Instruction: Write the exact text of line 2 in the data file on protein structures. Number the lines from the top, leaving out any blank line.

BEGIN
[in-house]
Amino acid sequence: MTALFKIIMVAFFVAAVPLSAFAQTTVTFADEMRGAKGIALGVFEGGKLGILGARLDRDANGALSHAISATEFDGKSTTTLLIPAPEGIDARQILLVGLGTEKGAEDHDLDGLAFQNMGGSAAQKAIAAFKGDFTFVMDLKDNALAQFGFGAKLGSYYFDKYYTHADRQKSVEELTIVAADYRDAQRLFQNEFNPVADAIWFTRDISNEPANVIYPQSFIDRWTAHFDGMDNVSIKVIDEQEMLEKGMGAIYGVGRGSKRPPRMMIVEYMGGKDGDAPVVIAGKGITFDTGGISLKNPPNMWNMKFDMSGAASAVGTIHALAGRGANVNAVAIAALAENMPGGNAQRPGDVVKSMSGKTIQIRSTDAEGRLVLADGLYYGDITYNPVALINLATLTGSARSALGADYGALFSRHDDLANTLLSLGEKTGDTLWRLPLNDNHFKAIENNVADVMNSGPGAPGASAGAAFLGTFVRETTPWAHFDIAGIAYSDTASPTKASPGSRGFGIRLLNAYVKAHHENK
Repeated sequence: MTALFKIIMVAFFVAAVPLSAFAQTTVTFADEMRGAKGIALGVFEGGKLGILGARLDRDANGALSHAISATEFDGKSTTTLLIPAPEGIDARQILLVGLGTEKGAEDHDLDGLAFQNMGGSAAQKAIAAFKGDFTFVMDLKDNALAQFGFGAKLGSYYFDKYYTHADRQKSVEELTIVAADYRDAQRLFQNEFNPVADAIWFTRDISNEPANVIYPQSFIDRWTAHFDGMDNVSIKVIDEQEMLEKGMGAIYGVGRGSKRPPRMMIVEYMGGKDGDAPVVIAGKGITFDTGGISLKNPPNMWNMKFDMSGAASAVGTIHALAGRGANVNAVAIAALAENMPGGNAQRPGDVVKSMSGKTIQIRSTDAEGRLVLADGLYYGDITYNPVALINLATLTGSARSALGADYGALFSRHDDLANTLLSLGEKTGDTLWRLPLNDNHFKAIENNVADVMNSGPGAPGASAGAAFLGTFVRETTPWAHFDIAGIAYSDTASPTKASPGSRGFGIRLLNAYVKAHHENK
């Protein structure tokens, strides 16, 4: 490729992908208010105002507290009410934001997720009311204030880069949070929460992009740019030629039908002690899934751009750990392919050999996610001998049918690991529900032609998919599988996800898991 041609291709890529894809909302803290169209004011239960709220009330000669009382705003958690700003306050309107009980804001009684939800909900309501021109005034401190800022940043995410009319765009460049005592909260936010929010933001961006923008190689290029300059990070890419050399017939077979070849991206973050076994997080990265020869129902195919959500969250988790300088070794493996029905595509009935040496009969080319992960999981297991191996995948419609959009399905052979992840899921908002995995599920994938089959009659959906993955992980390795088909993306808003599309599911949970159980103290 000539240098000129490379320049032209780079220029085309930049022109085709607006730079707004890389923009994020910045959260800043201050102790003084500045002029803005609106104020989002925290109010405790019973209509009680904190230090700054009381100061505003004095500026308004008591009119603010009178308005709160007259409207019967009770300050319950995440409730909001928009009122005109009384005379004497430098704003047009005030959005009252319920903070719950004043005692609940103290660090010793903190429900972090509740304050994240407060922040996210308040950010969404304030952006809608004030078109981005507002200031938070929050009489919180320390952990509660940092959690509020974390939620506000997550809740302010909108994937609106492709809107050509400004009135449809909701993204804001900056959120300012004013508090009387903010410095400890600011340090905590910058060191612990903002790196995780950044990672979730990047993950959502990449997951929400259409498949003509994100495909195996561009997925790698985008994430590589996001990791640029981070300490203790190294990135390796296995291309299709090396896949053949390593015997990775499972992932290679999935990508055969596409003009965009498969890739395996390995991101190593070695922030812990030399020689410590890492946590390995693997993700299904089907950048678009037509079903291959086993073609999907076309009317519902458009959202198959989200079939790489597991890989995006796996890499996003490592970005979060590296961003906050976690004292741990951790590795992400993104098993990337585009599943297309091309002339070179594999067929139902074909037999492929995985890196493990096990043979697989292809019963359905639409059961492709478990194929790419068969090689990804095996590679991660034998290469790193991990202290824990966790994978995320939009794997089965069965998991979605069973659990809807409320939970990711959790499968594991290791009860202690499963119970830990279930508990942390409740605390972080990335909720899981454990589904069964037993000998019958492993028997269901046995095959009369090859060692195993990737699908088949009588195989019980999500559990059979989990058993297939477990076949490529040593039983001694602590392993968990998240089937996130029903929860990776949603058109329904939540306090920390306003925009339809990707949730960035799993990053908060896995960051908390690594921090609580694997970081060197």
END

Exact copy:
Amino acid sequence: MTALFKIIMVAFFVAAVPLSAFAQTTVTFADEMRGAKGIALGVFEGGKLGILGARLDRDANGALSHAISATEFDGKSTTTLLIPAPEGIDARQILLVGLGTEKGAEDHDLDGLAFQNMGGSAAQKAIAAFKGDFTFVMDLKDNALAQFGFGAKLGSYYFDKYYTHADRQKSVEELTIVAADYRDAQRLFQNEFNPVADAIWFTRDISNEPANVIYPQSFIDRWTAHFDGMDNVSIKVIDEQEMLEKGMGAIYGVGRGSKRPPRMMIVEYMGGKDGDAPVVIAGKGITFDTGGISLKNPPNMWNMKFDMSGAASAVGTIHALAGRGANVNAVAIAALAENMPGGNAQRPGDVVKSMSGKTIQIRSTDAEGRLVLADGLYYGDITYNPVALINLATLTGSARSALGADYGALFSRHDDLANTLLSLGEKTGDTLWRLPLNDNHFKAIENNVADVMNSGPGAPGASAGAAFLGTFVRETTPWAHFDIAGIAYSDTASPTKASPGSRGFGIRLLNAYVKAHHENK